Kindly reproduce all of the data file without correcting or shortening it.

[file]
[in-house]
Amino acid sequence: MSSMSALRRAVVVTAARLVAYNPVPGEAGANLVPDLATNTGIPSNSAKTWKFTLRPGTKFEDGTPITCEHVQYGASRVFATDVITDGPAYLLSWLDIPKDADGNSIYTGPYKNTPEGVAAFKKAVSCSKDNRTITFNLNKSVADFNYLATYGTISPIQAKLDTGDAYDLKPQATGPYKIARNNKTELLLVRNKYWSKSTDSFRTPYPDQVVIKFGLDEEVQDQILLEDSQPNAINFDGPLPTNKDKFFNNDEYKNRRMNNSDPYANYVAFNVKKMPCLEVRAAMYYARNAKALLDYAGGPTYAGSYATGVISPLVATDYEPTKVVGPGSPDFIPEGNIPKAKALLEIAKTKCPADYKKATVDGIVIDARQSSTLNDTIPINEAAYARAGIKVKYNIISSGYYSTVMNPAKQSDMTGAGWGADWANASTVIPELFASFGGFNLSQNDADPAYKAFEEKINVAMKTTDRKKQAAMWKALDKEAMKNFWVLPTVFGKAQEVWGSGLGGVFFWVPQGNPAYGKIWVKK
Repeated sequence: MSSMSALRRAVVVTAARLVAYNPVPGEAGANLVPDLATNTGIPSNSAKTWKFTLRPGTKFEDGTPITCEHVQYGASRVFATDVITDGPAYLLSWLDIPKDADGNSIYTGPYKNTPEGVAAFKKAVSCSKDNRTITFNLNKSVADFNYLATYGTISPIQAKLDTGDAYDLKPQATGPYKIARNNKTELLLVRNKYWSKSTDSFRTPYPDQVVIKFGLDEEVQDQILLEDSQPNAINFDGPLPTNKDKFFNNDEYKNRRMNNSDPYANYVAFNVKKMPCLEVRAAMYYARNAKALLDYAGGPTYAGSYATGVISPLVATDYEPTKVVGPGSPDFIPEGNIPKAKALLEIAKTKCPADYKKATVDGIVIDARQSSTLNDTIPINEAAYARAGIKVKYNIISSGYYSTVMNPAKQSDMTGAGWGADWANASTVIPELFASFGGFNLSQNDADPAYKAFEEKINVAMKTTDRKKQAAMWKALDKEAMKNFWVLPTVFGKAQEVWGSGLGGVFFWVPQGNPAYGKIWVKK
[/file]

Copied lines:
[in-house]
Amino acid sequence: MSSMSALRRAVVVTAARLVAYNPVPGEAGANLVPDLATNTGIPSNSAKTWKFTLRPGTKFEDGTPITCEHVQYGASRVFATDVITDGPAYLLSWLDIPKDADGNSIYTGPYKNTPEGVAAFKKAVSCSKDNRTITFNLNKSVADFNYLATYGTISPIQAKLDTGDAYDLKPQATGPYKIARNNKTELLLVRNKYWSKSTDSFRTPYPDQVVIKFGLDEEVQDQILLEDSQPNAINFDGPLPTNKDKFFNNDEYKNRRMNNSDPYANYVAFNVKKMPCLEVRAAMYYARNAKALLDYAGGPTYAGSYATGVISPLVATDYEPTKVVGPGSPDFIPEGNIPKAKALLEIAKTKCPADYKKATVDGIVIDARQSSTLNDTIPINEAAYARAGIKVKYNIISSGYYSTVMNPAKQSDMTGAGWGADWANASTVIPELFASFGGFNLSQNDADPAYKAFEEKINVAMKTTDRKKQAAMWKALDKEAMKNFWVLPTVFGKAQEVWGSGLGGVFFWVPQGNPAYGKIWVKK
Repeated sequence: MSSMSALRRAVVVTAARLVAYNPVPGEAGANLVPDLATNTGIPSNSAKTWKFTLRPGTKFEDGTPITCEHVQYGASRVFATDVITDGPAYLLSWLDIPKDADGNSIYTGPYKNTPEGVAAFKKAVSCSKDNRTITFNLNKSVADFNYLATYGTISPIQAKLDTGDAYDLKPQATGPYKIARNNKTELLLVRNKYWSKSTDSFRTPYPDQVVIKFGLDEEVQDQILLEDSQPNAINFDGPLPTNKDKFFNNDEYKNRRMNNSDPYANYVAFNVKKMPCLEVRAAMYYARNAKALLDYAGGPTYAGSYATGVISPLVATDYEPTKVVGPGSPDFIPEGNIPKAKALLEIAKTKCPADYKKATVDGIVIDARQSSTLNDTIPINEAAYARAGIKVKYNIISSGYYSTVMNPAKQSDMTGAGWGADWANASTVIPELFASFGGFNLSQNDADPAYKAFEEKINVAMKTTDRKKQAAMWKALDKEAMKNFWVLPTVFGKAQEVWGSGLGGVFFWVPQGNPAYGKIWVKK